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From Kiko Aumond <>
Subject Re: Stand-alone Index updating using EmbeddedSolrServer
Date Fri, 22 Apr 2011 00:15:27 GMT
Yes, this is a CSV Loader.  This looks like one of those cases where there
are many ways to handle 90% of the requirements but none that solves 100% of
the problem. Which is why the CSV loader also almost solves the problem, but
not quite.

 We're not using solr as a web app, just using the embedded server, which is
why we can't use curl and hence CSVLoader.  So this is a purely command-line
driven application that runs against an embedded Solr server, no web
containers,  for performance reasons.

On Thu, Apr 21, 2011 at 4:47 PM, Yonik Seeley <>wrote:

> On Thu, Apr 21, 2011 at 7:27 PM, Kiko Aumond <> wrote:
> > Yes, I've seen that page, but I went a bit beyond the material there, as
> the
> > code I wrote is able to set parameters such as separators, encapsulators
> and
> > the index columns,  whether to split parameters, auto-commit as well as
> the
> > ability to do incremental or full index reloads.
> Is this a CSV loader?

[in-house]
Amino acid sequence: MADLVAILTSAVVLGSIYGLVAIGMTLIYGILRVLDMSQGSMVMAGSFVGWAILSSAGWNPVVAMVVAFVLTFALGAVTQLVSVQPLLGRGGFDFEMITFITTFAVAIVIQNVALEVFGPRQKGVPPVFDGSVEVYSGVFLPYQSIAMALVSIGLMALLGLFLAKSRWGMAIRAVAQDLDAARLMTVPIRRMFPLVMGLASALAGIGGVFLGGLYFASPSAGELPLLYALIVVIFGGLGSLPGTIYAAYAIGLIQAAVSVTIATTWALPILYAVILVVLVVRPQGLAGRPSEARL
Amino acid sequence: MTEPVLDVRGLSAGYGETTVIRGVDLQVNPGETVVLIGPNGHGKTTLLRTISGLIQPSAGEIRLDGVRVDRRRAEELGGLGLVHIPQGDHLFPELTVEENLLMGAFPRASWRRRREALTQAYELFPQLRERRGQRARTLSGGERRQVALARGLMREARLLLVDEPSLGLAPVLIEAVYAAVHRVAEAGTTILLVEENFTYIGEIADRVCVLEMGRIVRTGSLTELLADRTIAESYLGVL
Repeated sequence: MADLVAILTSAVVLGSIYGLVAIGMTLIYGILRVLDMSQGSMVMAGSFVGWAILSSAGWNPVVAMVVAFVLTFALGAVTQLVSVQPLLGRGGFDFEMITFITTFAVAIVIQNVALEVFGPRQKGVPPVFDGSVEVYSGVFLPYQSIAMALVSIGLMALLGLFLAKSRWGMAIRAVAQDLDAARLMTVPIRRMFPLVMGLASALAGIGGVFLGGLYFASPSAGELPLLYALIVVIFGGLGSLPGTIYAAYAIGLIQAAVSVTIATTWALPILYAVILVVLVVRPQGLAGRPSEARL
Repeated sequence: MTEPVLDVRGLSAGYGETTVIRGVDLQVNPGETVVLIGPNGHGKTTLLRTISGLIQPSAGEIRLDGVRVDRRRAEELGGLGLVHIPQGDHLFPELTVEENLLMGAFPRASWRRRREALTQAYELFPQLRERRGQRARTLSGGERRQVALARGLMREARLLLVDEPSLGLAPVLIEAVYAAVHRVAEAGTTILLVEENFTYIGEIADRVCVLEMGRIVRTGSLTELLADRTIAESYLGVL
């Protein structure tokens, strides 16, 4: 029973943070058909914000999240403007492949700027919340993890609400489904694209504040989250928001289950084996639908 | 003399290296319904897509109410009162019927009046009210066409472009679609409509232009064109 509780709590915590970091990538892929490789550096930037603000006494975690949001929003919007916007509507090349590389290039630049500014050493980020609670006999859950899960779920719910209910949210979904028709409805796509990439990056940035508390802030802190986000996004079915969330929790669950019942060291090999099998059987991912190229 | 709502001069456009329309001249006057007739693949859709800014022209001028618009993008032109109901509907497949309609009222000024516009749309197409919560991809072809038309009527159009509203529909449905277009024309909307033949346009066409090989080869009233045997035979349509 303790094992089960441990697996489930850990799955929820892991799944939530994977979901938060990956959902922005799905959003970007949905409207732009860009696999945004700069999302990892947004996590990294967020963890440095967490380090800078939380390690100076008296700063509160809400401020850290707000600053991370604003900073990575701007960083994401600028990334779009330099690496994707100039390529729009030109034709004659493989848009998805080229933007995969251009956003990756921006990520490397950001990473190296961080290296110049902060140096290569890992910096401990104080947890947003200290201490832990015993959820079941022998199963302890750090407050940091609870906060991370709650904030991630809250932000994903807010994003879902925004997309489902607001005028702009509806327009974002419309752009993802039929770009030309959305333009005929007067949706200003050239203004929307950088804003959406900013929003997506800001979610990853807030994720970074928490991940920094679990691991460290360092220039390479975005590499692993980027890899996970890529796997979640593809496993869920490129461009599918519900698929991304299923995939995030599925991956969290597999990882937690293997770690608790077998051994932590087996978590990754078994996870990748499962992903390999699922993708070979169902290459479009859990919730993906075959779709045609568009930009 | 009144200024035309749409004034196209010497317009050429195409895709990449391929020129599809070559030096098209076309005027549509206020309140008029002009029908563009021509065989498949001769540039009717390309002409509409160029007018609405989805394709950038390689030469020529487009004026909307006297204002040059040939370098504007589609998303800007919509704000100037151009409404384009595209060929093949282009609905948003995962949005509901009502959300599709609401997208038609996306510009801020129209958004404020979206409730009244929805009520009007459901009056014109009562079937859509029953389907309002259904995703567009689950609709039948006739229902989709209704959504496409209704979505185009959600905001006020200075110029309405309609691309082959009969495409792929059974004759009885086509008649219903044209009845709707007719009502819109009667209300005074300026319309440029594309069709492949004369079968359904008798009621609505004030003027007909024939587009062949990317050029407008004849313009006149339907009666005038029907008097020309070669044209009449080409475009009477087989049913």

> If so, did you know the CSV loader (and other data loaders) have the
> option to bypass HTTP also and stream directly from a local file (or
> other URL)?
> > Also, from what I've seen in DirectSolrConnection (version 1.4.1), you
> have
> > to supply the document body as a String.  We want to avoid havindgto load
> > the entire document into memory, which is why we load the files into
> > ContentStream objects and pass them to the embedded Solr server (I am
> > assuming  ContentStream actually streams the file as its name suggests
> > instead of trying to load it into memory).  The utility I wrote gets a
> path,
> > a Regex expression for all the files to be loaded, as well as the
> parameters
> > mentioned above and it does either a full or incremental upload of
> multiple
> > files with a single command.
> >
> > We run a very high load application with SOLR in the back end that
> requires
> > that we use the Embedded solr server to eliminate the network round-trip.
> > Even a small incremental gain in performance is important for us.
> Eliminating the network round-trip is certainly important for good
> bulk indexing performance.  Luckily you don't have to
> embed to do that.  You can use multiple threads (say 16 for a 4 core
> server) that essentially covers up
> any round-trip latency (use persistent connections though!  or use
> SolrJ which does by default),
> or you can use the StreamingUpdateSolrServer that eliminates
> round-trip network delays
> by streaming documents over multiple already open connections.
> -Yonik
> -- Lucene/Solr User Conference, May
> 25-26, San Francisco

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